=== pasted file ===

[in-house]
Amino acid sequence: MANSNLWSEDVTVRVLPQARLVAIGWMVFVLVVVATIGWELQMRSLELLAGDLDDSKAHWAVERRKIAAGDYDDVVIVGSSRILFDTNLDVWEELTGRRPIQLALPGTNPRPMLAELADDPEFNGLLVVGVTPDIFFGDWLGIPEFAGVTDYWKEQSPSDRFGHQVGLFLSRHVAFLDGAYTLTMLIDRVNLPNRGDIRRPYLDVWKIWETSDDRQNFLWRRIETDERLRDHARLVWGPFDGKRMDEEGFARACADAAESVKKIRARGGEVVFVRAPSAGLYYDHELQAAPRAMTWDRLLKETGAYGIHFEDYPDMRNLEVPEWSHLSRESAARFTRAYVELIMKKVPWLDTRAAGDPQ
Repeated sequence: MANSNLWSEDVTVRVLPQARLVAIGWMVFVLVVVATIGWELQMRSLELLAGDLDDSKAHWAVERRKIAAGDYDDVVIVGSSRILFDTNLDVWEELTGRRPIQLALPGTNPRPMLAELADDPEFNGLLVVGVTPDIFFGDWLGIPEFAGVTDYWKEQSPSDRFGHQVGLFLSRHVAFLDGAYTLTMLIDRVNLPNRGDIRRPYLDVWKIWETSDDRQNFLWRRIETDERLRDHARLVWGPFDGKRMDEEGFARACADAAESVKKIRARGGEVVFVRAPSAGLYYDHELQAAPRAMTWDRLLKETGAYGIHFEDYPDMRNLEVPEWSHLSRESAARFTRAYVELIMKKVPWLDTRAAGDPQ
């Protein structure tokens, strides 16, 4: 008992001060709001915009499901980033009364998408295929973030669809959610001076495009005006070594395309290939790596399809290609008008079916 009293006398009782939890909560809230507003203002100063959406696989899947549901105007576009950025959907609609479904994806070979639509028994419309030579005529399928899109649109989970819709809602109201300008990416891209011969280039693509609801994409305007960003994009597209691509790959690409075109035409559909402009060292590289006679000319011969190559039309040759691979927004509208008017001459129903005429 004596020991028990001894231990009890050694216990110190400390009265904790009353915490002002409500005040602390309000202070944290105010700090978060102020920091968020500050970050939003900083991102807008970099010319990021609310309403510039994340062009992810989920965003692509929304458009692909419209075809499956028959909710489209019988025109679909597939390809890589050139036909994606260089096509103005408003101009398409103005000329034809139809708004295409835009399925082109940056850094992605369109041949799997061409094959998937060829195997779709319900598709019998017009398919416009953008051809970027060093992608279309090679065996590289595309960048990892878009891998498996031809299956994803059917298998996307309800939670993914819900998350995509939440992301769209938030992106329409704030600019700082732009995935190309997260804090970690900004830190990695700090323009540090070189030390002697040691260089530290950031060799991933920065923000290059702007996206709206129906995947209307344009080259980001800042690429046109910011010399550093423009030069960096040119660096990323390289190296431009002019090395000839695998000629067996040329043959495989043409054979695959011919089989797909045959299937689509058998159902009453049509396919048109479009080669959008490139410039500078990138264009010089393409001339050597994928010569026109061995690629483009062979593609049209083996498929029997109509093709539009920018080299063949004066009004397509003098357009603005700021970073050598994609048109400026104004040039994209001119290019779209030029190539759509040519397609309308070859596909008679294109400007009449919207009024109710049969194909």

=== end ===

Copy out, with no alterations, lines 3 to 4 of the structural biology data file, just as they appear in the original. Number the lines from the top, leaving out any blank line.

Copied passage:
Repeated sequence: MANSNLWSEDVTVRVLPQARLVAIGWMVFVLVVVATIGWELQMRSLELLAGDLDDSKAHWAVERRKIAAGDYDDVVIVGSSRILFDTNLDVWEELTGRRPIQLALPGTNPRPMLAELADDPEFNGLLVVGVTPDIFFGDWLGIPEFAGVTDYWKEQSPSDRFGHQVGLFLSRHVAFLDGAYTLTMLIDRVNLPNRGDIRRPYLDVWKIWETSDDRQNFLWRRIETDERLRDHARLVWGPFDGKRMDEEGFARACADAAESVKKIRARGGEVVFVRAPSAGLYYDHELQAAPRAMTWDRLLKETGAYGIHFEDYPDMRNLEVPEWSHLSRESAARFTRAYVELIMKKVPWLDTRAAGDPQ
């Protein structure tokens, strides 16, 4: 008992001060709001915009499901980033009364998408295929973030669809959610001076495009005006070594395309290939790596399809290609008008079916 009293006398009782939890909560809230507003203002100063959406696989899947549901105007576009950025959907609609479904994806070979639509028994419309030579005529399928899109649109989970819709809602109201300008990416891209011969280039693509609801994409305007960003994009597209691509790959690409075109035409559909402009060292590289006679000319011969190559039309040759691979927004509208008017001459129903005429 004596020991028990001894231990009890050694216990110190400390009265904790009353915490002002409500005040602390309000202070944290105010700090978060102020920091968020500050970050939003900083991102807008970099010319990021609310309403510039994340062009992810989920965003692509929304458009692909419209075809499956028959909710489209019988025109679909597939390809890589050139036909994606260089096509103005408003101009398409103005000329034809139809708004295409835009399925082109940056850094992605369109041949799997061409094959998937060829195997779709319900598709019998017009398919416009953008051809970027060093992608279309090679065996590289595309960048990892878009891998498996031809299956994803059917298998996307309800939670993914819900998350995509939440992301769209938030992106329409704030600019700082732009995935190309997260804090970690900004830190990695700090323009540090070189030390002697040691260089530290950031060799991933920065923000290059702007996206709206129906995947209307344009080259980001800042690429046109910011010399550093423009030069960096040119660096990323390289190296431009002019090395000839695998000629067996040329043959495989043409054979695959011919089989797909045959299937689509058998159902009453049509396919048109479009080669959008490139410039500078990138264009010089393409001339050597994928010569026109061995690629483009062979593609049209083996498929029997109509093709539009920018080299063949004066009004397509003098357009603005700021970073050598994609048109400026104004040039994209001119290019779209030029190539759509040519397609309308070859596909008679294109400007009449919207009024109710049969194909």